Game: Tandem: A Tale of Shadows
Genre: Platformer, Puzzle
System: Steam (Windows) (also Nintendo Switch, PS4 and Xbox)
Developer|Publisher: Monochrome Paris | Hatinh Interactive
Controller Support: Full
Price: US $17.49 | UK £13.99 | EU € 17,49
Release Date: October 21st, 2021
Review code provided with many thanks to Homerun PR
Halloween is fast approaching so now is a great time to sit down with a good horror game. But horror can come in many forms. In the video game realm, most horror style games tend to be more tailored to adult audiences. But with the right skills and creativity, it is possible to make a scary game that appeals to most audiences.
A very good example of this is films like Coraline or Paranorman. From the very talented studio Laika. Horror films that are suitable to watch with your kids or those that would just rather not go to sleep with nightmares. Tandem: A Tale of Shadows not only gets the horror vibes balanced for all audiences but it also ends up being a pretty great puzzle experience as well.
Start Them, Young
The game is set in a Victorian setting in a dark and gloomy mansion. You play as young Emma and her teddy bear Fenton who are on a quest to search for the missing magician, Thomas Kane. Emma may only be ten but she’s already well on her way to becoming the next Sherlock Holmes. She joins up with Fenton, a rather quirky teddy bear dropped from a runaway carriage that’s heading towards a creepy mansion.
While most ten year old’s wouldn’t think to head into the scary mansion, Emma and Fenton head straight on in giving little concern to what boogily wooglies might reside inside. It’s a simple plot that is presented in bitesize cutscenes between chapters. Emma and Fenton are instantly likeable and make quite the duo.
The goal of the game is to work together as Emma and Fenton in order to reach a crystal at the end of each level in order to progress. When you play as Emma you view the level from a top down perspective. Emma is able to walk and run about and push and pull objects in the environment. But her most unique tool is her lantern. Move round the environment and the lantern will cast a shadow which will actually help Fenton navigate through the level from his view.
When you switch to Fenton you will observe the level from a 2D perspective. Fenton is able to jump and interact with switches which will open doors for Emma. But in some instances will cause a noise to distract enemies’ temporally, allowing Emma safe passage. Fenton is able to walk across any shadow but if a shadow is cast directly onto Fenton he will be frozen in place until Emma shines a light on him. The two must work together to overcome the puzzles in each level which proves to be a very rewarding formula. Controls are simple to pick up and play and button prompts are presented regularly in the bottom right corner of the screen if you need a gentle reminder.
The game does an excellent job regularly introducing new mechanics to keep things fresh and interesting. On some levels you are trying to avoid creepy spiders, others you are using weird jelly monsters to chomp through a wall. The pace of the game is relatively chilled and for the most part, you can tackle the puzzles at a steady pace. But sometimes you are required to quickly switch between characters in order to avoid danger. There is also quite the memorable boss fight at the end of one chapter that requires you to sprint from a very large monster which may raise the stress levels.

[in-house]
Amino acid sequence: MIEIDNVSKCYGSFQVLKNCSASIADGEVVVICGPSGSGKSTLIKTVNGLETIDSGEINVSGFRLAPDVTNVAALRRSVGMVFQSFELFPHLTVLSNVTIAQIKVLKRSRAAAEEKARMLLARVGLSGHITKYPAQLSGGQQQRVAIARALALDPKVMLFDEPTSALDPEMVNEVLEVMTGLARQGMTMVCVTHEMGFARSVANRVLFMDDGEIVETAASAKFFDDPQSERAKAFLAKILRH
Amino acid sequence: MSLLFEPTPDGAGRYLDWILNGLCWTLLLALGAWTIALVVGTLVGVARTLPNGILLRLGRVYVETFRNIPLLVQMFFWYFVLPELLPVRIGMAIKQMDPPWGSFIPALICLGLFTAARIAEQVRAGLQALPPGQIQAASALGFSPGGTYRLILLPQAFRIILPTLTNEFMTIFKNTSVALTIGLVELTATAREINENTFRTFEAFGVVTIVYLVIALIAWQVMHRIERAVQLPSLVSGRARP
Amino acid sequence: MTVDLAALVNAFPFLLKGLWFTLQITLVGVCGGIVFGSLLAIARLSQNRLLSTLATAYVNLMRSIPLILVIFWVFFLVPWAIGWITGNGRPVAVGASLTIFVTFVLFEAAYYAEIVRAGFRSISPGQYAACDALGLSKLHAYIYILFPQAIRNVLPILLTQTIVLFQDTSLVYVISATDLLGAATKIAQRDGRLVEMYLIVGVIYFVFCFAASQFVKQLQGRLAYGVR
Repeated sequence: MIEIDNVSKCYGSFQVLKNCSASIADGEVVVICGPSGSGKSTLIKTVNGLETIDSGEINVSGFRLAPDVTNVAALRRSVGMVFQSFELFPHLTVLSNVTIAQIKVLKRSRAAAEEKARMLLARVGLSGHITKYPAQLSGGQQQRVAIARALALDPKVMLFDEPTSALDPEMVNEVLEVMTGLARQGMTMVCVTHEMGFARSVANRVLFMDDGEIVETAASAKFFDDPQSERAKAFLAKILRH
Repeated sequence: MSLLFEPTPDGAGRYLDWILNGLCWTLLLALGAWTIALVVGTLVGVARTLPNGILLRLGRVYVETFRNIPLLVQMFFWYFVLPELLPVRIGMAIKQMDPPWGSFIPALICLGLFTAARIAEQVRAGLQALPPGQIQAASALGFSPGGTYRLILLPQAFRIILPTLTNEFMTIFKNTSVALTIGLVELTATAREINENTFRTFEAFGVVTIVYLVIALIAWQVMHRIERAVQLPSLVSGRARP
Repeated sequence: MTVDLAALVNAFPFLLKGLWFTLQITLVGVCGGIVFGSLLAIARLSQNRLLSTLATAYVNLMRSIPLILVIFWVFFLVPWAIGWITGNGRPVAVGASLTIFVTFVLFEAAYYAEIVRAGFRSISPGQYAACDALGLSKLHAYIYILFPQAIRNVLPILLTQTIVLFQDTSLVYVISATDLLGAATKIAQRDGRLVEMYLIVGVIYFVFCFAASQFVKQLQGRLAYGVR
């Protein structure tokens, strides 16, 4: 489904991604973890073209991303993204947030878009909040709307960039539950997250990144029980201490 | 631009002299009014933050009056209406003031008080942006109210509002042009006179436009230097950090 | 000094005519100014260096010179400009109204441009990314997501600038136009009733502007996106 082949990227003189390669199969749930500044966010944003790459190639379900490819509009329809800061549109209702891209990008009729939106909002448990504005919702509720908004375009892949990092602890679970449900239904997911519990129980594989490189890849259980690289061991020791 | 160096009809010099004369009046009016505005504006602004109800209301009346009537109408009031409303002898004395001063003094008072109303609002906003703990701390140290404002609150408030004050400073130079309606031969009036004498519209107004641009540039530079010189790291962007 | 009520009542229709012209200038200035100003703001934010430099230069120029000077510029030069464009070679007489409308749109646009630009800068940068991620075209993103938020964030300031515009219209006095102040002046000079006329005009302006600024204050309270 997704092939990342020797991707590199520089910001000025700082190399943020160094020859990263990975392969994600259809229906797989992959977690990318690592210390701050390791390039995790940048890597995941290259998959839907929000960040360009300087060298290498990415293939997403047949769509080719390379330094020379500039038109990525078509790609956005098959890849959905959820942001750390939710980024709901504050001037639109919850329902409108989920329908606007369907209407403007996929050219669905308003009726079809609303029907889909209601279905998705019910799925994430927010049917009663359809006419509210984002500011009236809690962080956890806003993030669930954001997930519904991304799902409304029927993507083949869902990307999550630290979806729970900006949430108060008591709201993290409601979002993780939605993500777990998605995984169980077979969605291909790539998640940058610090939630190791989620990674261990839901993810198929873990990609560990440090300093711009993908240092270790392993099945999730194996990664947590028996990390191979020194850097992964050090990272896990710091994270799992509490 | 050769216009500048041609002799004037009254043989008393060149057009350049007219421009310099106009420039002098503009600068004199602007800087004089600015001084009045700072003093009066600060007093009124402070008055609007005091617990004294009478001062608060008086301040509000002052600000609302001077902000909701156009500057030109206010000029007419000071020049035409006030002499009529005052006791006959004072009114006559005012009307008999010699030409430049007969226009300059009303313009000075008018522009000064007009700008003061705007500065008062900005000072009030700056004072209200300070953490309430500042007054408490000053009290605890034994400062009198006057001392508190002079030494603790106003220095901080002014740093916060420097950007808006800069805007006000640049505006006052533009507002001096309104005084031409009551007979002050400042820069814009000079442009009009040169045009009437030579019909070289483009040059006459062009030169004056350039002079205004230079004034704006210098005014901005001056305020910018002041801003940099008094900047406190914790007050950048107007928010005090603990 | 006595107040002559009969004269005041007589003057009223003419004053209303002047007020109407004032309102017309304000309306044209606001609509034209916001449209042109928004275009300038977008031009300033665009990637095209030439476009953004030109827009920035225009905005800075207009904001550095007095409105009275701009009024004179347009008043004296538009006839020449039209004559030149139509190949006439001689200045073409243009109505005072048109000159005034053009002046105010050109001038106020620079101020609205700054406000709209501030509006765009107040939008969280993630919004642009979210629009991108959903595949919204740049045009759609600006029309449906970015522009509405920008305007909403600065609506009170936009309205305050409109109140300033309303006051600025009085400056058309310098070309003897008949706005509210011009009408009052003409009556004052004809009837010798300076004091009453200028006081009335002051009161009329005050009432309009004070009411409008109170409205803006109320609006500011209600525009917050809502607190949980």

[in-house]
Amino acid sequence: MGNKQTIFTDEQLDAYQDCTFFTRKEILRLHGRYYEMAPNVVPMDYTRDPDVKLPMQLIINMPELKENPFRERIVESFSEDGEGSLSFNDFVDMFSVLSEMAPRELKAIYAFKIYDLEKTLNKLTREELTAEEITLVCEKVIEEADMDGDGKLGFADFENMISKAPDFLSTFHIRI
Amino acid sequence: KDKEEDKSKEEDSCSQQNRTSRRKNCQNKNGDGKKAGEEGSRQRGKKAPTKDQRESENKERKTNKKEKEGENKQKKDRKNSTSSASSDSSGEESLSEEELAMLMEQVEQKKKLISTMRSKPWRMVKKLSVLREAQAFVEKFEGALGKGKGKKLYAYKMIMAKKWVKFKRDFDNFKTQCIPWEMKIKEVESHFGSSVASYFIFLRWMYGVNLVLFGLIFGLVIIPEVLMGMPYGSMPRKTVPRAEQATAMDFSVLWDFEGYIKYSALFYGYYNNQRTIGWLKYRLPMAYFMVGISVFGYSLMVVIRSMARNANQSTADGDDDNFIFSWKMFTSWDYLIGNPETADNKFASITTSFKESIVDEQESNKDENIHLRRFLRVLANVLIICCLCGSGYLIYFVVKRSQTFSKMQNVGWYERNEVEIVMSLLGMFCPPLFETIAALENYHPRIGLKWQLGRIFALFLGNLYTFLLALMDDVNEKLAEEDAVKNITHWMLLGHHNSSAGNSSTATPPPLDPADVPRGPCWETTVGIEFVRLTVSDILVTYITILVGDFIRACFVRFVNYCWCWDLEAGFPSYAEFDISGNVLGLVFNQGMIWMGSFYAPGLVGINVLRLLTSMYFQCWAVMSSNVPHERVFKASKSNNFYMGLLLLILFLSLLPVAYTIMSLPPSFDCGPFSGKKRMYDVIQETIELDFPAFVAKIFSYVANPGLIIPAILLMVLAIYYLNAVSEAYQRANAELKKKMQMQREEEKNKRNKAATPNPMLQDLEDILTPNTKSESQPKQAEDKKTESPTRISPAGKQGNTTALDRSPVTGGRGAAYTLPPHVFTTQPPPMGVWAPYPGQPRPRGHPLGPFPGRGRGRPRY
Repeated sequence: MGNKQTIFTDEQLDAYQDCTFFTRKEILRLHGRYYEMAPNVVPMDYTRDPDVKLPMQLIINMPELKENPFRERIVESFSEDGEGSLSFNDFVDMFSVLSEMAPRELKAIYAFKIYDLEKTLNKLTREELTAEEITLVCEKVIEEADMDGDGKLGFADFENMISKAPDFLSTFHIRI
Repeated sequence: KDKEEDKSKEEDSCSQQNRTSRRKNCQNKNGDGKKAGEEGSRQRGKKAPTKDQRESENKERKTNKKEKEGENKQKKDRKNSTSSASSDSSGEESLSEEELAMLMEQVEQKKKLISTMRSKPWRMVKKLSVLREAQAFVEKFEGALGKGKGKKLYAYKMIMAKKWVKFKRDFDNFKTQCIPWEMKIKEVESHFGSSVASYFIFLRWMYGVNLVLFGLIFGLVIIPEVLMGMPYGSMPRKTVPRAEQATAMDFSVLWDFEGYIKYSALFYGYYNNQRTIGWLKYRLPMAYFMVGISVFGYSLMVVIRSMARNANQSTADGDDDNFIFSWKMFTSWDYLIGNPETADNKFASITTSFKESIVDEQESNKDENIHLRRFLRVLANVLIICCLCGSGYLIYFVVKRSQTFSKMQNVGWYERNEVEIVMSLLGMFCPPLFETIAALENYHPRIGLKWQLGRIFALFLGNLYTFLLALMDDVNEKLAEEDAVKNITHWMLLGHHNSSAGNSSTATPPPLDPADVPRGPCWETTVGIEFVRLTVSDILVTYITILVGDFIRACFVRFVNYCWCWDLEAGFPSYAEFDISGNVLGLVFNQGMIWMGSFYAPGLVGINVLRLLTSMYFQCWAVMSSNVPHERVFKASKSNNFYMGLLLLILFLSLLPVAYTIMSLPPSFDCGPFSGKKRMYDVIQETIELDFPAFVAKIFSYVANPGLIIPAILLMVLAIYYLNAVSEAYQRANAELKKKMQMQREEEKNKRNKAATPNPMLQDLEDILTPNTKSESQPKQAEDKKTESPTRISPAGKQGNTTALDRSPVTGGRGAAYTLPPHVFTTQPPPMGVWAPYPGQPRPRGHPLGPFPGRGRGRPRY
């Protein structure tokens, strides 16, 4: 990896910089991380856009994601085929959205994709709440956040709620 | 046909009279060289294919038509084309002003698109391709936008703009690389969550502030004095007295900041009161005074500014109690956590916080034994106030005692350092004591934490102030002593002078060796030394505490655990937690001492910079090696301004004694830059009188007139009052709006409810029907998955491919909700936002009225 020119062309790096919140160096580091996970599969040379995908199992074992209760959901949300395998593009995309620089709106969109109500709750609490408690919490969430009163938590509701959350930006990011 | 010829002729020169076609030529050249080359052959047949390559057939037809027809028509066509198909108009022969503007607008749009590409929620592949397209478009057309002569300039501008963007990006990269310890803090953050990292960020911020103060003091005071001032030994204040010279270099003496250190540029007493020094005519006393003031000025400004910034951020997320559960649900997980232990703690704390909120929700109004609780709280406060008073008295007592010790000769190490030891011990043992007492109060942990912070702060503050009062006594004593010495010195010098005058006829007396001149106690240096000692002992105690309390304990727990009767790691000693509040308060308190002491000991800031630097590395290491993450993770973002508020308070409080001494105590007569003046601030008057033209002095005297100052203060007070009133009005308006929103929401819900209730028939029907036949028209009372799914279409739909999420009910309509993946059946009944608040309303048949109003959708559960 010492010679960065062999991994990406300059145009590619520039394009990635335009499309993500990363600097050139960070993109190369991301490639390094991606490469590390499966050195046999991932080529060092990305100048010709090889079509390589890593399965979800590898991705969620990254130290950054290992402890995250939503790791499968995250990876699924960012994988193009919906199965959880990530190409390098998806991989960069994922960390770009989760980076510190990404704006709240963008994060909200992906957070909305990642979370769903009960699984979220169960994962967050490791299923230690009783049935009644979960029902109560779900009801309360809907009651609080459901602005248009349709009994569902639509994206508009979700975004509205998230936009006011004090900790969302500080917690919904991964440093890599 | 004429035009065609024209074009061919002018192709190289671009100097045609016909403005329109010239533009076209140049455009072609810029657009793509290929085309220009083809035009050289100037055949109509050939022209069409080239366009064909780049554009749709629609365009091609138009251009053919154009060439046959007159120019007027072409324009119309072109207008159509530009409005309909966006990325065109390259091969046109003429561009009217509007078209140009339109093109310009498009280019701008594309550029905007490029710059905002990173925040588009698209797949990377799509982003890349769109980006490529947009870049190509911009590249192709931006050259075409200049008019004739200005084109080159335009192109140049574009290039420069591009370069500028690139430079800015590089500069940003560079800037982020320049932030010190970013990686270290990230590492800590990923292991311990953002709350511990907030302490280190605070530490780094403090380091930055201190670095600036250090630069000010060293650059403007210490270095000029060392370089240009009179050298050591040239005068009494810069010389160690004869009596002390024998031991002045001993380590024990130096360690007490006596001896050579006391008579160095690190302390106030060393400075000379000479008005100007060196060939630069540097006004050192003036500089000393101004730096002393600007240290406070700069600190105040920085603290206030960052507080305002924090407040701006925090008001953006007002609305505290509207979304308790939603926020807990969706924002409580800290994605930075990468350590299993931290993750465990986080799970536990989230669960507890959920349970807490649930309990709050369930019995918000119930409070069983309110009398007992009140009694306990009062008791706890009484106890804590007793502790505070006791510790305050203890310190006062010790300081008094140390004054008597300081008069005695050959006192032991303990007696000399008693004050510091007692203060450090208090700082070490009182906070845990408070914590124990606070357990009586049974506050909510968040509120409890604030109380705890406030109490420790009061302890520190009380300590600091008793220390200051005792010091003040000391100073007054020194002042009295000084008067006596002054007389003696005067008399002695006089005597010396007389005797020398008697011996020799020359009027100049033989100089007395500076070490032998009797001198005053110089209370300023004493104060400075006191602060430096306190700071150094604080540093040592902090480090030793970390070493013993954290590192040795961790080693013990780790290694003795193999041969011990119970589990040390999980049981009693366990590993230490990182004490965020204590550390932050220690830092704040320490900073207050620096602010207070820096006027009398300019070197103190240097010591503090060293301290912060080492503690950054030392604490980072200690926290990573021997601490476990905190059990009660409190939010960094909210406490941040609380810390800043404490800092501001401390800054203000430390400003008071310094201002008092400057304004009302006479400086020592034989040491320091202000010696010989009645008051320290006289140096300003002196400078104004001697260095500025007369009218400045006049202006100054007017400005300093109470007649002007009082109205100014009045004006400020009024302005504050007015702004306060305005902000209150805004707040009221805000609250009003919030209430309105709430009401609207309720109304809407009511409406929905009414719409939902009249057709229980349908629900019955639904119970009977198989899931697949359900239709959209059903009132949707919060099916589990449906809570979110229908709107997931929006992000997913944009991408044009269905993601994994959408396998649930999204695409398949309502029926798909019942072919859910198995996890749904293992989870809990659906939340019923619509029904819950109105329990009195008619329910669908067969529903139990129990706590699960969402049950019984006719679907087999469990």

The game doesn’t offer the player any in-game hints to solve puzzles. But it feels designed appropriately that with some light experimentation you can figure it out. Both Emma and Fenton can fall into hazards and die but they revive instantly at a nearby checkpoint. Emma, bless her heart, has some pretty horrible death scenes. One of which sees her get wrapped in a cocoon by a spider, the other getting literally chopped in half at the hip region. These deaths are free of any blood or gore and still remain suitable for most audiences in my opinion.
Attention to Detail
The graphics and sounds are incredibly detailed for an indie title. Before each level begins a loud and effective chime of a grandfather clock resonates as you are presented with the title of the level. When you play as Emma the world is in colour, but, when you switch to Fenton there world is more dark and grey and haunting. What stood out most of all is the level environments. There is some incredible attention to detail. On one level I had to just pause to appreciate a boiler room design. Sure that sounds pretty standard for a video game but in Tandem you have chains hanging from the ceiling, excellent use of shadows and there is just that eerie feeling you get walking through the darkness which is hard to create in a game setting.
But it’s not just boiler rooms, you’ll encounter all sorts of indoor and outdoor mansion settings all of which make excellent use of lighting and have several creepy characters such as spiders, Cthulhu like oil monsters and deadly soldiers. It’s not a mansion I’d like to visit in person but it sure was great to appreciate the art design, at least in game. Oddly in cutscenes, the quality of the graphics does take a slight dip, it didn’t take me out of the game experience but it just felt a little out of place.
Conclusion – A Tale Worth Playing
Tandem: A Tale of Shadows is an entertaining puzzle game with a spooky theme that feels suitable for most gaming audiences. Emma and Fenton make a great gaming duo. Mixing top-down and 2D puzzle platformer makes for quite an engaging experience. If you’re looking for a suitable spooky action puzzler this Halloween (or any time of the year for that matter) then I highly recommend trying this game. You’re more likely to be highly entertained than have nightmares.
Final Verdict: I Like it a Lot